This thesis aims to discuss the important connections and interaction between historical context and narrative presentation in literature. On the basis of a narrow selection of fictional literature, I investigate how two contemporary South African authors, André Brink and J.M. Coetzee, relate to the facts and the narratives of history in the context they write from and to which they persistently write back. The striking differences between the two novelists have made me investigate into similarities and differences in the ways they negotiate the complex interplay of the discourses of history and fiction in a colonial or postcolonial debate on personal and public aspects of identity and belonging, authority and agency.
General concepts and viewpoints within postcolonial theory provide a basis for my investigation, while the more specific questions to the texts about history and narrative are informed by narrative theory and new historicism. The theories of Hayden White have been particularly interesting in relation to my problem statement.
I have chosen two novels of each author – one on either side of the political watershed of 1994, when apartheid was abolished and South Africa entered on a violent and uncertain development towards democracy. Brink’s novels are An Instant in the Wind (1976) and Imaginings of Sand (1996). Coetzee’s are Life & Times of Michael K (1983) and Disgrace (1999).
My method for writing the thesis has been a combination of close reading of the texts and a reading of their historical context. Respecting the novels’ integrity as autonomous verbal utterances in dialogue with their historical context, my analysis has been a negotiation between the main questions of my problem statement and the questions emanating from the texts themselves.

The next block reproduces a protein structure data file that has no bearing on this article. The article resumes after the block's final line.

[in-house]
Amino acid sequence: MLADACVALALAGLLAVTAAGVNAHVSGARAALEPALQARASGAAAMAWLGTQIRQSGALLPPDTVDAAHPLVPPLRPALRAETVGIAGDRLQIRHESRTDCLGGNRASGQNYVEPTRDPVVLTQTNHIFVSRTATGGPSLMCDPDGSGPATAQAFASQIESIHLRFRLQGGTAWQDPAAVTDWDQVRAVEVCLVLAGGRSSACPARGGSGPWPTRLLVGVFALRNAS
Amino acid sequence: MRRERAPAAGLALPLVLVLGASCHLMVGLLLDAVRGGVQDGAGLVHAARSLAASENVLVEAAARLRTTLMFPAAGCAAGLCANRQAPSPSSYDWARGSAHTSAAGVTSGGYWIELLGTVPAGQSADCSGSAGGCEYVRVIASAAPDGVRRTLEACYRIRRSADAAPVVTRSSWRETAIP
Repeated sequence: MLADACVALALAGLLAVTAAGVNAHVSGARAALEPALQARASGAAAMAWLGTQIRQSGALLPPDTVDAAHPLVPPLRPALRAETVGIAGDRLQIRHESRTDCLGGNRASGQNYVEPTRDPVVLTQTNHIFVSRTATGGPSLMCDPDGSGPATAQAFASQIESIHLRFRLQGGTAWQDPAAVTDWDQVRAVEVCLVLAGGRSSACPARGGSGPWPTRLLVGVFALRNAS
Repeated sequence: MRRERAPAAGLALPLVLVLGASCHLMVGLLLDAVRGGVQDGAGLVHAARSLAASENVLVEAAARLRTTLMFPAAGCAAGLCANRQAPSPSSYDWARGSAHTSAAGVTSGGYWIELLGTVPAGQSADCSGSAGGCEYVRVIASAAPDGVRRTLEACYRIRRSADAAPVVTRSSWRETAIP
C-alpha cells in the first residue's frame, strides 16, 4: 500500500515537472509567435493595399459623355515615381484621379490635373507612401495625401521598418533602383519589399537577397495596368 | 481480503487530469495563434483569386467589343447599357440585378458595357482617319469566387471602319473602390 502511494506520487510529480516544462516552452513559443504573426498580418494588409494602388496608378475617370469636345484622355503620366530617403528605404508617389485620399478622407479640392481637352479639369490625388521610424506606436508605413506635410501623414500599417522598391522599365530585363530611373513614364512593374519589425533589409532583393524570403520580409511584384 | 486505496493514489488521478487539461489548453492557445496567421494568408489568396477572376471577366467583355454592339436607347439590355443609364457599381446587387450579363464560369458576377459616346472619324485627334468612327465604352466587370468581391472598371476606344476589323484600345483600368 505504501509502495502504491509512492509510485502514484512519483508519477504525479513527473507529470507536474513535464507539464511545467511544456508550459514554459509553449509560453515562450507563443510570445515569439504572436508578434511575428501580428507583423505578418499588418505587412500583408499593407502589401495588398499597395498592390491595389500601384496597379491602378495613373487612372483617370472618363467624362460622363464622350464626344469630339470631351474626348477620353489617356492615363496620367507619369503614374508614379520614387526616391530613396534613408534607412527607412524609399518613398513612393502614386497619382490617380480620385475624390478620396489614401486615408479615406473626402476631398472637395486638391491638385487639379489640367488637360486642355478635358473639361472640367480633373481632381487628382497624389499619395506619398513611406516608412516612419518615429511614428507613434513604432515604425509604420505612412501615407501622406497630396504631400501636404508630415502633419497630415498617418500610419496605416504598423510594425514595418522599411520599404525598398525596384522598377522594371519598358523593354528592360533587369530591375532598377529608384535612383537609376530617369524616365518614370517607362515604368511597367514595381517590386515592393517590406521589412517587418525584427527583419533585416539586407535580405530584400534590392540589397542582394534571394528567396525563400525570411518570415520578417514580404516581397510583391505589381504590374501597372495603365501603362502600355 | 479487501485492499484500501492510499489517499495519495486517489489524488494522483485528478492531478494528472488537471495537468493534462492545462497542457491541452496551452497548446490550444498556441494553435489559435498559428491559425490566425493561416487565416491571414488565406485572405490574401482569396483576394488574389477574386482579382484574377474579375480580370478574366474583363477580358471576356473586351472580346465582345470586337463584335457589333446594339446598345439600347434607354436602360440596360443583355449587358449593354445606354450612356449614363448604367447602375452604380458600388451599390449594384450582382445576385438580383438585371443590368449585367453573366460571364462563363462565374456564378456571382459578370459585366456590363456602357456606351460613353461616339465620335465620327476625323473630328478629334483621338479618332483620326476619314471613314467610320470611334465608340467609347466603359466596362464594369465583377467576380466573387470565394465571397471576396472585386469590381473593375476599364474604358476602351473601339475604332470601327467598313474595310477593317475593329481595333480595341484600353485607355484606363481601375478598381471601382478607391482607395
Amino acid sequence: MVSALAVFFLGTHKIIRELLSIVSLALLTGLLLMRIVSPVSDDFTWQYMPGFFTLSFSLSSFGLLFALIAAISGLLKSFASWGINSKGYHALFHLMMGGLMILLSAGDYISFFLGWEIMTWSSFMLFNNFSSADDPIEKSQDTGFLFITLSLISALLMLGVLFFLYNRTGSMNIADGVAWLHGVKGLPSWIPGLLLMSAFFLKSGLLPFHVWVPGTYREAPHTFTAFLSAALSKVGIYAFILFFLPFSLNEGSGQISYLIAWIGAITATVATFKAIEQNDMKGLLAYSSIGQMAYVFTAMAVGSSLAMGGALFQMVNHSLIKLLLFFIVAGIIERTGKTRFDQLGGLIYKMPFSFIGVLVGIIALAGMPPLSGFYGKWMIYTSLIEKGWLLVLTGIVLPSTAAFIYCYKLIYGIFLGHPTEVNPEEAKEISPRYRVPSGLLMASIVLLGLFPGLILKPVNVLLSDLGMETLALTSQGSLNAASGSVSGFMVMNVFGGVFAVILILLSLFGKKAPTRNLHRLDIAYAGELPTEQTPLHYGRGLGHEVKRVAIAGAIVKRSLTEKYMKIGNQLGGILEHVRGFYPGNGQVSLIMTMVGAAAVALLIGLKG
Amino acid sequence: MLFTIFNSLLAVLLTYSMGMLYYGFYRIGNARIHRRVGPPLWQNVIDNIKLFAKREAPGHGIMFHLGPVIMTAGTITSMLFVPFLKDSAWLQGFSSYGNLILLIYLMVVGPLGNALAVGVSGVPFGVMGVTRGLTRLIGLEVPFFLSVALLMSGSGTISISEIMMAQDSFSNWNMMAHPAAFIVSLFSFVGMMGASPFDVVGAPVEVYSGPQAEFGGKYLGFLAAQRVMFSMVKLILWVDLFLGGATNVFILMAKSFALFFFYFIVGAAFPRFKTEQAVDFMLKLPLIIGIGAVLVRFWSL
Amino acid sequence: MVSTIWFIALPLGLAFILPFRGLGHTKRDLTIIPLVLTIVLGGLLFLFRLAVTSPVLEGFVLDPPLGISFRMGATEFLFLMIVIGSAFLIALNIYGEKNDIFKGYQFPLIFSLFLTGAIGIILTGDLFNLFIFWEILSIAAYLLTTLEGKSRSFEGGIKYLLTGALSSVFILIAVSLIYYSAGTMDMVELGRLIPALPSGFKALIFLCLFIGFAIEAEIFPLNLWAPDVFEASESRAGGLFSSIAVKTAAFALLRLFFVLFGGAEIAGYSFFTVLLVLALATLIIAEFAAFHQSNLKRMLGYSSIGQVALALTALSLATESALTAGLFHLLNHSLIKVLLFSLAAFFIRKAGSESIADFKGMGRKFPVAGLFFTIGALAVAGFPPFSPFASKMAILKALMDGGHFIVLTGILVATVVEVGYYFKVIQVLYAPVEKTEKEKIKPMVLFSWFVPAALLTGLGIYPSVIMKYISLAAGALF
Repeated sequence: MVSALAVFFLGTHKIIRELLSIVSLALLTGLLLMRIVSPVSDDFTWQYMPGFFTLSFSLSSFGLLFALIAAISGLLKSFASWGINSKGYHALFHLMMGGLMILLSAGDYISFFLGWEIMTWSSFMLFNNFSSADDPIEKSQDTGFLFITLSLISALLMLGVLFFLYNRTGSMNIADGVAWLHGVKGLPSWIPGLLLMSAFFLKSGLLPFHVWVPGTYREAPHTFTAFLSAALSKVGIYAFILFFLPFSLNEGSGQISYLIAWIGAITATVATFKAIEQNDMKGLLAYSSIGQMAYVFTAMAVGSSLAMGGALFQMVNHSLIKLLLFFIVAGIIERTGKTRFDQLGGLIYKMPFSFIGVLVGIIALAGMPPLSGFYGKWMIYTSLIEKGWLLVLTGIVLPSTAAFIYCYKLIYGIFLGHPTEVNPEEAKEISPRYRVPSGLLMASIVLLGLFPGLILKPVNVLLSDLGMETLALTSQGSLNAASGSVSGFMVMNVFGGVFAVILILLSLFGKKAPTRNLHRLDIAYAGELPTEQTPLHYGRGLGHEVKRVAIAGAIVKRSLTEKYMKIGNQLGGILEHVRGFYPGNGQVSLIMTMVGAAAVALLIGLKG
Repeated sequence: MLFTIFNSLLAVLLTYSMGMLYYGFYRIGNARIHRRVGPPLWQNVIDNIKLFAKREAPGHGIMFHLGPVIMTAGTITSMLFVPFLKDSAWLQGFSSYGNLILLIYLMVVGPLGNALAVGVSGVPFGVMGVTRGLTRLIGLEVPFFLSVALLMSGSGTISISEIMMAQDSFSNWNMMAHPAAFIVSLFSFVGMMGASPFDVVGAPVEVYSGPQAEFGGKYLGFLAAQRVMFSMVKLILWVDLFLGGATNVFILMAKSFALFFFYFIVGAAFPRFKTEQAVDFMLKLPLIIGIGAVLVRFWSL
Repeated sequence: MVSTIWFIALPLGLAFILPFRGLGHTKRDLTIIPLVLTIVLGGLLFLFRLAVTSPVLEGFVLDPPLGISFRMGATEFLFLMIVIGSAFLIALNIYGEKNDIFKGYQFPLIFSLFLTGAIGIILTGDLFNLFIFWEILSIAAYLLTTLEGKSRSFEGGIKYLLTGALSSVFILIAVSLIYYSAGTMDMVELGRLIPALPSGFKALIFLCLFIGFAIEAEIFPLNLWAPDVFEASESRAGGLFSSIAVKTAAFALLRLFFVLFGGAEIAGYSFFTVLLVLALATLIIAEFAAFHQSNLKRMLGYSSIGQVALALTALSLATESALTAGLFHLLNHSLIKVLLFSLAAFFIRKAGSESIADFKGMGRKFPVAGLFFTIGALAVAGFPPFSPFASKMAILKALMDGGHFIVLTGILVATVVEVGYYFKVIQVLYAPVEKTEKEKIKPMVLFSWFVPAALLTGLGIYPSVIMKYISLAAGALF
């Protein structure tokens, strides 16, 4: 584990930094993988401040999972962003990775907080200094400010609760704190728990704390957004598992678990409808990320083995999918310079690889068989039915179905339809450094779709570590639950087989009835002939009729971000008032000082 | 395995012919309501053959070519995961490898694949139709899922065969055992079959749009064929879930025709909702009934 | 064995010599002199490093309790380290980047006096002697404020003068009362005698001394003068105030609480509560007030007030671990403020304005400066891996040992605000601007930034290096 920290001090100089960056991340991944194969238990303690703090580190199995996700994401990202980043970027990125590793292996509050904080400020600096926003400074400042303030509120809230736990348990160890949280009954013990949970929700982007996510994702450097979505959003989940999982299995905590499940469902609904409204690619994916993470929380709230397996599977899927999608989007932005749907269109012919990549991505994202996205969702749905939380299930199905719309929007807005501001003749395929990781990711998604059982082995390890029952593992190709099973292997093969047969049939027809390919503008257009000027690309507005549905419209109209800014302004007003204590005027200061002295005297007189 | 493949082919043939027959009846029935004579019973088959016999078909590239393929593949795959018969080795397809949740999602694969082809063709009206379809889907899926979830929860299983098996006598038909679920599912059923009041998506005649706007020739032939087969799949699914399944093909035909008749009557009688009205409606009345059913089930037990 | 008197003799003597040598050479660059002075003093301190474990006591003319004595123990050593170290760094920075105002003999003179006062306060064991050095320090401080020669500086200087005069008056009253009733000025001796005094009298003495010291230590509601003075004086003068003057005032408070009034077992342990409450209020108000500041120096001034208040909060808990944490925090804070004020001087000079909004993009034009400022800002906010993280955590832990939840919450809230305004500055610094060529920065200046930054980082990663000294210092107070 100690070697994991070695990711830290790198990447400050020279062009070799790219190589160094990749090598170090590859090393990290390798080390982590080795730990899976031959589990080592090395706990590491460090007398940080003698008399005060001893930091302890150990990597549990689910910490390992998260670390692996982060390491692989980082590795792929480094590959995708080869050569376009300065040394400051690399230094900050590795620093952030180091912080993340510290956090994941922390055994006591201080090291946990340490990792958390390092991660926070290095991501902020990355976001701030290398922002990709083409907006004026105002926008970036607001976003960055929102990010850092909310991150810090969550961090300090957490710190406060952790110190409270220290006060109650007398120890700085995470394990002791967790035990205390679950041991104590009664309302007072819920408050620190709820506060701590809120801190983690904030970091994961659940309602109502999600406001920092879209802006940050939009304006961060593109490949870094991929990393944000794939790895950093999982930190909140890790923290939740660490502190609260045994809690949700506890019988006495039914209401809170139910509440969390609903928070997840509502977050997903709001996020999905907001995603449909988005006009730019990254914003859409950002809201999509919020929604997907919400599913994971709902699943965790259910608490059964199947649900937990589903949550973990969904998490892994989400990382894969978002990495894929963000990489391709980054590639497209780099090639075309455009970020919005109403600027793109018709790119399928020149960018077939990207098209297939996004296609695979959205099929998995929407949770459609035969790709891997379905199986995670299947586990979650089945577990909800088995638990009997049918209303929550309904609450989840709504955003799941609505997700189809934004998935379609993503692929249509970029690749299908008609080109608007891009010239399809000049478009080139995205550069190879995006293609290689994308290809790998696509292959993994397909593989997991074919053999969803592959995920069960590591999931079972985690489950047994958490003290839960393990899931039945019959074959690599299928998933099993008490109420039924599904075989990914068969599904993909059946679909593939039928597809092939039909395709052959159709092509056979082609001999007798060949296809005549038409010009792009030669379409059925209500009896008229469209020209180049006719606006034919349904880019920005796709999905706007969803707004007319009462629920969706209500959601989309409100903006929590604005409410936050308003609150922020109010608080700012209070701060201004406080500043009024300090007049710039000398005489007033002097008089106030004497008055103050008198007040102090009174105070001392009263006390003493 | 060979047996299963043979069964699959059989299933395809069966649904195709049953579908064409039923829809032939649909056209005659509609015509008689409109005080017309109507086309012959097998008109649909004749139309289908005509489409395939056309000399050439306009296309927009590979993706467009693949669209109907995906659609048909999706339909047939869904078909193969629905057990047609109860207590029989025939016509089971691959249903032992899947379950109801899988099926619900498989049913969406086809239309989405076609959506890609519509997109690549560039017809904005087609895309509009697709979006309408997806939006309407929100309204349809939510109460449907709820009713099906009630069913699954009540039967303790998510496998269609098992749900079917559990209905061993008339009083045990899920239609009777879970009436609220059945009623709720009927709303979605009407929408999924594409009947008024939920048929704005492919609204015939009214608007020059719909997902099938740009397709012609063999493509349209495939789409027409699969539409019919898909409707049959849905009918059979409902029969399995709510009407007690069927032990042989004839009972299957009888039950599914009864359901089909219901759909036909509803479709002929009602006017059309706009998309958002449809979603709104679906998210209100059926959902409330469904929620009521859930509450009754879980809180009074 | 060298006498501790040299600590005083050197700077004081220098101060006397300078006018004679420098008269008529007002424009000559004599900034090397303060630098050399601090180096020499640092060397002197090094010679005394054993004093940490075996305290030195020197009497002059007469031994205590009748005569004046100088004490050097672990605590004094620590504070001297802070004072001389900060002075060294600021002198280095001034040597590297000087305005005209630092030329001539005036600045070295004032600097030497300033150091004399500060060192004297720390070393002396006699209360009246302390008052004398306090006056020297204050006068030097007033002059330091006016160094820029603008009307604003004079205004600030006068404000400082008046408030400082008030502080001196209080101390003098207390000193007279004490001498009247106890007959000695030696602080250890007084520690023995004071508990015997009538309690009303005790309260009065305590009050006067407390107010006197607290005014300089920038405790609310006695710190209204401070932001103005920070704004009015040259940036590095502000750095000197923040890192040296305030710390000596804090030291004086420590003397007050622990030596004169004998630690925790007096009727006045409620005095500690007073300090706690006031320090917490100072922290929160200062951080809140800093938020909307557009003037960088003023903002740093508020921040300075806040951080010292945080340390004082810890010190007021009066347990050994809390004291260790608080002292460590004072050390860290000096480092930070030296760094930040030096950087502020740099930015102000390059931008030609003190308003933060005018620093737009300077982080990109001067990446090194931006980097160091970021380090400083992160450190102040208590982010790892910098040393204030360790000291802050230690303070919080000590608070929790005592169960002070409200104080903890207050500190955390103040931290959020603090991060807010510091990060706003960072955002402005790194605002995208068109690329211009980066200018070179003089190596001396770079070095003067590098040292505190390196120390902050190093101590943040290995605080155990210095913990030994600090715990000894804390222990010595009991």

In the four main chapters of the thesis, I convey my analyses of these texts. The main points about each individual work are brought together in a final, concluding chapter which also attempts to trace the development within the fiction of each writer, linking the works subjected to discussion to the changes of the context they write from and comparing their attitudes and strategies in relation to the questions I have asked.
What I have found is that both engage with the silences, omissions and lies of the historical discourse, inviting comparative reading of text and context. Brink is first and foremost the story-teller, the mediator acting in his present to bridge the gap between the personal and the public aspects of history. Although his stories may develop in the mind of the reader, yielding more on each new reading, they remain with you as closed entities in their own right. Coetzee’s most distinctive quality is his ambiguous doubleness: a mind and a heart seemingly irreconcilable, contesting in language for some kind of mastery of literature and of life. The author has incessantly maintained the importance for literature to act on its own terms and remain a free force in society to contest the binary visions on reality and any simple understanding of truth. His novels are textual entities comprising the dialogue between his Afrikaner, colonial heritage and his affiliation with the western literary world.Where Brink offers possible answers and alternative strategies in relation to present and future, Coetzee remains the questioner, inviting moral choice on the level of language.